- Open Windows (even with screens): An open window is an invitation to little crawlers and toddlers to peek outside at so many new things and sounds. Very often, toddlers will climb onto the windowsill or lean over pushing on the screen. As a paramedic, my husband has witnessed the tragedy of this danger firsthand. Please put locks on your upper-floor windows and keep them closed at all times!
- Portable Fans & Space Heaters: Actually, any time you pull something out of the closet, cabinet, or garage to use it, consider the possible hazards! It's easy to forget safety when using something that you have been using for years before baby was around!
- Pet-Related Items: Food and Water, pet toys, and even pet hair can all be choking hazards. You have probably heard that babies can and do drown in less than 1 inch of water.. this is NOT a myth!!! Pet toys are also not safety checked for children under 3 and present numerous choking hazards. Partially chewed bones and treats, pieces of rope from dog tug-toys, the little balls that cats love to play with.. all of these are hazardous and should be carefully watched and kept away when not in use. My youngest also got a kick recently when she pulled a clump of hair off of our large dog that was shedding her winter coat, then started to put it in her mouth!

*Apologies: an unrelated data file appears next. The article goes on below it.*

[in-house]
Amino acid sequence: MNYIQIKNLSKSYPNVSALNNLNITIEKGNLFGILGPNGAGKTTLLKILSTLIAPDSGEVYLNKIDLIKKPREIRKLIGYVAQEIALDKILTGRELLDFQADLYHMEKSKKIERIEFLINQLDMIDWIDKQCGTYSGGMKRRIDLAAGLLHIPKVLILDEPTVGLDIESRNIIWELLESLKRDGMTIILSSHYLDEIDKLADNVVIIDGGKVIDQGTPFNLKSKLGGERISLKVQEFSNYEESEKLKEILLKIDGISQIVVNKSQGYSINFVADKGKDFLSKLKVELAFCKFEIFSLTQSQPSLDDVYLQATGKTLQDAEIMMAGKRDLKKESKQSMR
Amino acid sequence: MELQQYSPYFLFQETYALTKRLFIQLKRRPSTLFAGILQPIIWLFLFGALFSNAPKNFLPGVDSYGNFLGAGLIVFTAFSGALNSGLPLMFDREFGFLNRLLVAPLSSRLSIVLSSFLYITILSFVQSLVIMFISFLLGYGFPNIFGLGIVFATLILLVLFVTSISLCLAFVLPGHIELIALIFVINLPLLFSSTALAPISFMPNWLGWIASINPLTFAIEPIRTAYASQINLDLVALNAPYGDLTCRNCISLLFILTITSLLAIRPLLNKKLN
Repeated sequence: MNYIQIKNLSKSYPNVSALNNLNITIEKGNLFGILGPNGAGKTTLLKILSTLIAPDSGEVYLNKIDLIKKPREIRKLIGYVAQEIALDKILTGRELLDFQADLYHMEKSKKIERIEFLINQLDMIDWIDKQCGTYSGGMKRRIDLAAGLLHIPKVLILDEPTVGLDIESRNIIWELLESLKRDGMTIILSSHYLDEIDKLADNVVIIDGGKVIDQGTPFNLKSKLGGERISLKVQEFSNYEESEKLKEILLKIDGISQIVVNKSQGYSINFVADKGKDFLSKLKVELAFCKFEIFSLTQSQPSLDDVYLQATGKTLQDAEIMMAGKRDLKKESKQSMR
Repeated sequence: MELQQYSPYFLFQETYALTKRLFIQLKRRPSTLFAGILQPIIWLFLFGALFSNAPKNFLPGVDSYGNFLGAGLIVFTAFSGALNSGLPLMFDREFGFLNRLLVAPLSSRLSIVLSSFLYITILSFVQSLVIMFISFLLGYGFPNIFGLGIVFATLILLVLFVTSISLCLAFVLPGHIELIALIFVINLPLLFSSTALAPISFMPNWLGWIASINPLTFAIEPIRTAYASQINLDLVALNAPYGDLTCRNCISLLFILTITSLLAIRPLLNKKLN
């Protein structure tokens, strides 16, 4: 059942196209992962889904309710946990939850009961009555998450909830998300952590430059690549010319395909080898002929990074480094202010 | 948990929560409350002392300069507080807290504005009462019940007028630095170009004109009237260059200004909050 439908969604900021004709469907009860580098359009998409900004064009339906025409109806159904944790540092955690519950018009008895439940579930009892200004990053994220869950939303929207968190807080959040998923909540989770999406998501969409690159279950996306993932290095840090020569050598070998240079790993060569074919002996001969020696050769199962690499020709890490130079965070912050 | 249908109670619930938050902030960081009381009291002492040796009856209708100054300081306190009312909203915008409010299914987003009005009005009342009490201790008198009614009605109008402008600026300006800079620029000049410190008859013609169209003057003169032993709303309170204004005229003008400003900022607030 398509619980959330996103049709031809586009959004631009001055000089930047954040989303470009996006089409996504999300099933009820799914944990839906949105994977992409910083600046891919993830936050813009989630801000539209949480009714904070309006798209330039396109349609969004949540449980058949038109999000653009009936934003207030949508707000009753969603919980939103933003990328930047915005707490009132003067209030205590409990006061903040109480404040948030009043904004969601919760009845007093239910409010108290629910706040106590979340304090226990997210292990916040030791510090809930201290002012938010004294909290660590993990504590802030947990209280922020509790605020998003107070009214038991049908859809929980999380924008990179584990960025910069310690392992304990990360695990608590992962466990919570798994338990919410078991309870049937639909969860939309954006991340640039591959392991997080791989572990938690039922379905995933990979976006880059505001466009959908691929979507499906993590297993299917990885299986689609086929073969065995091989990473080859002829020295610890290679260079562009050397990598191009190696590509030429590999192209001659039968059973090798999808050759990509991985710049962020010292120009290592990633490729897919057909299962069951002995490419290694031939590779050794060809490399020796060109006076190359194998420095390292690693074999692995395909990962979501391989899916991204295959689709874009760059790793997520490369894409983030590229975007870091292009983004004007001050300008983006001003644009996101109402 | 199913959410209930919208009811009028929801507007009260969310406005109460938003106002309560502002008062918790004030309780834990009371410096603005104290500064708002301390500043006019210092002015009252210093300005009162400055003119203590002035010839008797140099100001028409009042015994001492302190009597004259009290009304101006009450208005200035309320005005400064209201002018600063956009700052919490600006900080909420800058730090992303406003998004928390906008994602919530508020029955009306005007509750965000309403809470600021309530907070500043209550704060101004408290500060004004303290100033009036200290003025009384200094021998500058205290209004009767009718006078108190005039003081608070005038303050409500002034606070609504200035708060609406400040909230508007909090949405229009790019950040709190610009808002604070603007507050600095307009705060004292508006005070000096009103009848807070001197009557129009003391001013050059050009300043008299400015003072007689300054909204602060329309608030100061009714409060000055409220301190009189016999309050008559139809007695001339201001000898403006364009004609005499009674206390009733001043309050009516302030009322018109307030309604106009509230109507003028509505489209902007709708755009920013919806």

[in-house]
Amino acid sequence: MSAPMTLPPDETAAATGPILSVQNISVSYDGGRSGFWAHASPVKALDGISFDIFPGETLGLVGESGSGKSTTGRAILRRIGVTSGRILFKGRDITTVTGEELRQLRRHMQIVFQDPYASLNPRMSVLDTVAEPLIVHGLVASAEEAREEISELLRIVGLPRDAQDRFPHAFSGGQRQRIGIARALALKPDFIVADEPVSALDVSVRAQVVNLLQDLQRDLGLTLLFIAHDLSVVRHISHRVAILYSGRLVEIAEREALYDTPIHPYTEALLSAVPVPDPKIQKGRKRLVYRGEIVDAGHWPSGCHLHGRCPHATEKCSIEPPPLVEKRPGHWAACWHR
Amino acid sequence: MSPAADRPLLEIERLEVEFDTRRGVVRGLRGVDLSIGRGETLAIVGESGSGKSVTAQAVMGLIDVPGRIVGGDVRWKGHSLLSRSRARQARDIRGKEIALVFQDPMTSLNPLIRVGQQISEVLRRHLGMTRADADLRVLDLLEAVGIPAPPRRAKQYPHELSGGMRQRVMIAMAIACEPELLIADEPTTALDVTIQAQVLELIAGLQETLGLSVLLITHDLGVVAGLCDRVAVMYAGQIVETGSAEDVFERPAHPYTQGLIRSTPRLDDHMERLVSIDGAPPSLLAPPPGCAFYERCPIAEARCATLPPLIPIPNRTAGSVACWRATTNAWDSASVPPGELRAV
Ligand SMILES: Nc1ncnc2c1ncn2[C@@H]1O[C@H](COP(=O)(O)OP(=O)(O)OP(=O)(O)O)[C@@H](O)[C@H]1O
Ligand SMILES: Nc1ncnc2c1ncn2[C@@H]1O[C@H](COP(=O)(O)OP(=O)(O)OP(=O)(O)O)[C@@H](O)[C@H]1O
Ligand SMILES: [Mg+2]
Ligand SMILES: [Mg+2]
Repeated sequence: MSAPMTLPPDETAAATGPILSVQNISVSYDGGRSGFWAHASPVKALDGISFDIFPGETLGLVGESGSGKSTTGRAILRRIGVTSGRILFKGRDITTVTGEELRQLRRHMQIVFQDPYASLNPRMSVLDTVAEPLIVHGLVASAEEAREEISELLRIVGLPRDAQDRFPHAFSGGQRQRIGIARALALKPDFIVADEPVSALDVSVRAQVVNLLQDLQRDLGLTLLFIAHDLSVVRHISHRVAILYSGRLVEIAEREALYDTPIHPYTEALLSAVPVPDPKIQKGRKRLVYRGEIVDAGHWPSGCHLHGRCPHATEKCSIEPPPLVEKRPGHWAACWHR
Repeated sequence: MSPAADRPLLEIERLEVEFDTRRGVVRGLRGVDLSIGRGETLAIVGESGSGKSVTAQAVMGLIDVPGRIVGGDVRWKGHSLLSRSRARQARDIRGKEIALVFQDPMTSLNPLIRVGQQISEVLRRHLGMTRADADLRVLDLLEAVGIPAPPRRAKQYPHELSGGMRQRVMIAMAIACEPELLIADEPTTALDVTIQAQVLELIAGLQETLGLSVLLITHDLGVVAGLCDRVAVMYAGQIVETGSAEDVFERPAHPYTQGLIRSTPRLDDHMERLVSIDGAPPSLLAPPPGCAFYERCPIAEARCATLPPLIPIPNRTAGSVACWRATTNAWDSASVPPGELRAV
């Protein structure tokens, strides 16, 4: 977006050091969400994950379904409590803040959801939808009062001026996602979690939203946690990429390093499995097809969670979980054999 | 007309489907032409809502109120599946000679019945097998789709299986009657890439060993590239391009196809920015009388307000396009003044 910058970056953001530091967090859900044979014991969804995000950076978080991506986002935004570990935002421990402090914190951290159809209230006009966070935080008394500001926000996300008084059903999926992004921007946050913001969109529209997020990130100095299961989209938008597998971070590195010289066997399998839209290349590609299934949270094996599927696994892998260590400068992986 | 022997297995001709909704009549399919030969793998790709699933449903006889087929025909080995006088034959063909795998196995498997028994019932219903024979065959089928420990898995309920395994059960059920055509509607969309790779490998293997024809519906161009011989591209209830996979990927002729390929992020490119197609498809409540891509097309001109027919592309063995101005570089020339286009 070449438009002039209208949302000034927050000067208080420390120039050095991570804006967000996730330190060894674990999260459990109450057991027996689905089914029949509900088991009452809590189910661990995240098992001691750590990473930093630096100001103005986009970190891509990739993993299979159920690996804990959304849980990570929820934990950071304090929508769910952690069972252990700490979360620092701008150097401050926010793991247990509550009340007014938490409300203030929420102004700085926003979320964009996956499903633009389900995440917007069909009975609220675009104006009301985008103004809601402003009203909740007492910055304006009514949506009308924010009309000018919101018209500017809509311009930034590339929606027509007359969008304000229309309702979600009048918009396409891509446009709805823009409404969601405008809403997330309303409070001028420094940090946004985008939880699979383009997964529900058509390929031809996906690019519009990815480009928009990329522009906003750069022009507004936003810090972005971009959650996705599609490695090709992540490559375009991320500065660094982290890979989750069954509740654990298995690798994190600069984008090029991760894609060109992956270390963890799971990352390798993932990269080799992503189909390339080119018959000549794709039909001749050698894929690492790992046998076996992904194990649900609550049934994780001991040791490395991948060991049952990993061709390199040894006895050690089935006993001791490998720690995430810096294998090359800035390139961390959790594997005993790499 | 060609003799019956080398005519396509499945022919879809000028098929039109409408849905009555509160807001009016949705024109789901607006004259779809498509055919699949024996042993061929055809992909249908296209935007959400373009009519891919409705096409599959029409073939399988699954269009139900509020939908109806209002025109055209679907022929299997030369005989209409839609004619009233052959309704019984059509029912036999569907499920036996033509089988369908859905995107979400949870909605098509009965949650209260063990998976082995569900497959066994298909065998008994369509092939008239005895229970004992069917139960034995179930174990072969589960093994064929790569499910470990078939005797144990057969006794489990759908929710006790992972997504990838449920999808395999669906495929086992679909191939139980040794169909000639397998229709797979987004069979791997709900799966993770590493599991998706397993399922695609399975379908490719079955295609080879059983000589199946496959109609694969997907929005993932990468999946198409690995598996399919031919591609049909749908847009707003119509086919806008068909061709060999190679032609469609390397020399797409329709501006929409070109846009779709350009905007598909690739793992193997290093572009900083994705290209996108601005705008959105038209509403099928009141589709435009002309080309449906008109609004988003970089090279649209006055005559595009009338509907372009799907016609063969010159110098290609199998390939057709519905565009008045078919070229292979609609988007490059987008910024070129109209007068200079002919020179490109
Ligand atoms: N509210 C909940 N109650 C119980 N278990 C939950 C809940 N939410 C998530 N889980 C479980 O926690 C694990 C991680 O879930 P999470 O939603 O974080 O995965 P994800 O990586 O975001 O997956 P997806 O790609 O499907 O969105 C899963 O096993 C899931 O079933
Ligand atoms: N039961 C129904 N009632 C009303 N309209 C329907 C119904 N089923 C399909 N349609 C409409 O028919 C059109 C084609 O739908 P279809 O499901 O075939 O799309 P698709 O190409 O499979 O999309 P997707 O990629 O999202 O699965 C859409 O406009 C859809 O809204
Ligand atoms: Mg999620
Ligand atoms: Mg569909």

- Kitchen appliances: Again this goes along with anything removed from a cabinet for use. Use plugs above counter-level when using kitchen appliances. We commonly use our large mixer on the kitchen island and use the outlet on the side of the island, but have to watch the baby carefully as she has tried to pull it down on more than one occasion!